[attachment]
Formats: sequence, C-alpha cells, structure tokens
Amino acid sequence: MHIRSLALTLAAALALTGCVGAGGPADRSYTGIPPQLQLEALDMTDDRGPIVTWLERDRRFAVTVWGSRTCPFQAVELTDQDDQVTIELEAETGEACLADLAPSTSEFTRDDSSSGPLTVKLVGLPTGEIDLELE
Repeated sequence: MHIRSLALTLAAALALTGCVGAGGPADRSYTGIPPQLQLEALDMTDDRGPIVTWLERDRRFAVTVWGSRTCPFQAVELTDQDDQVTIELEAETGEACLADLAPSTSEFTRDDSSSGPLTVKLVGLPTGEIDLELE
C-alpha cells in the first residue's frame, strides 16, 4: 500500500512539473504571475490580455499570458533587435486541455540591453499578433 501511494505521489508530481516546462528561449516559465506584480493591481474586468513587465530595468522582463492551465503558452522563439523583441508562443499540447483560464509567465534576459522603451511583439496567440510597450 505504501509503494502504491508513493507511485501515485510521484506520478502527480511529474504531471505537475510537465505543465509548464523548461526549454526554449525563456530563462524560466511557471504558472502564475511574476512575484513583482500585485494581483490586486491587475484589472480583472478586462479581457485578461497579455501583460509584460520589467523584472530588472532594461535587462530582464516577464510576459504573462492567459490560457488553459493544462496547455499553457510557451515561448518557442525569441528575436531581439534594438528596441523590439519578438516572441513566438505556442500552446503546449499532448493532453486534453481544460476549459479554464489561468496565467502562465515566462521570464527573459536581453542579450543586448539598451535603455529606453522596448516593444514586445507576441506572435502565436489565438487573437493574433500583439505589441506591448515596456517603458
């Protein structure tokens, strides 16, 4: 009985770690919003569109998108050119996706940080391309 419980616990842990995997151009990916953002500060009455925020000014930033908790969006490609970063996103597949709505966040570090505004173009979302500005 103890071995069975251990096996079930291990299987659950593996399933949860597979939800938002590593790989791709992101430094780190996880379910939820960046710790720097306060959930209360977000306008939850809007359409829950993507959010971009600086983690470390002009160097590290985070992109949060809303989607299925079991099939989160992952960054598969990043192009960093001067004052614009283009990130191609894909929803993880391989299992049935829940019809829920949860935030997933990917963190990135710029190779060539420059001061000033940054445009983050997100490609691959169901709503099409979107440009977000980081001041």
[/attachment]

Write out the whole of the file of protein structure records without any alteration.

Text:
Formats: sequence, C-alpha cells, structure tokens
Amino acid sequence: MHIRSLALTLAAALALTGCVGAGGPADRSYTGIPPQLQLEALDMTDDRGPIVTWLERDRRFAVTVWGSRTCPFQAVELTDQDDQVTIELEAETGEACLADLAPSTSEFTRDDSSSGPLTVKLVGLPTGEIDLELE
Repeated sequence: MHIRSLALTLAAALALTGCVGAGGPADRSYTGIPPQLQLEALDMTDDRGPIVTWLERDRRFAVTVWGSRTCPFQAVELTDQDDQVTIELEAETGEACLADLAPSTSEFTRDDSSSGPLTVKLVGLPTGEIDLELE
C-alpha cells in the first residue's frame, strides 16, 4: 500500500512539473504571475490580455499570458533587435486541455540591453499578433 501511494505521489508530481516546462528561449516559465506584480493591481474586468513587465530595468522582463492551465503558452522563439523583441508562443499540447483560464509567465534576459522603451511583439496567440510597450 505504501509503494502504491508513493507511485501515485510521484506520478502527480511529474504531471505537475510537465505543465509548464523548461526549454526554449525563456530563462524560466511557471504558472502564475511574476512575484513583482500585485494581483490586486491587475484589472480583472478586462479581457485578461497579455501583460509584460520589467523584472530588472532594461535587462530582464516577464510576459504573462492567459490560457488553459493544462496547455499553457510557451515561448518557442525569441528575436531581439534594438528596441523590439519578438516572441513566438505556442500552446503546449499532448493532453486534453481544460476549459479554464489561468496565467502562465515566462521570464527573459536581453542579450543586448539598451535603455529606453522596448516593444514586445507576441506572435502565436489565438487573437493574433500583439505589441506591448515596456517603458
């Protein structure tokens, strides 16, 4: 009985770690919003569109998108050119996706940080391309 419980616990842990995997151009990916953002500060009455925020000014930033908790969006490609970063996103597949709505966040570090505004173009979302500005 103890071995069975251990096996079930291990299987659950593996399933949860597979939800938002590593790989791709992101430094780190996880379910939820960046710790720097306060959930209360977000306008939850809007359409829950993507959010971009600086983690470390002009160097590290985070992109949060809303989607299925079991099939989160992952960054598969990043192009960093001067004052614009283009990130191609894909929803993880391989299992049935829940019809829920949860935030997933990917963190990135710029190779060539420059001061000033940054445009983050997100490609691959169901709503099409979107440009977000980081001041």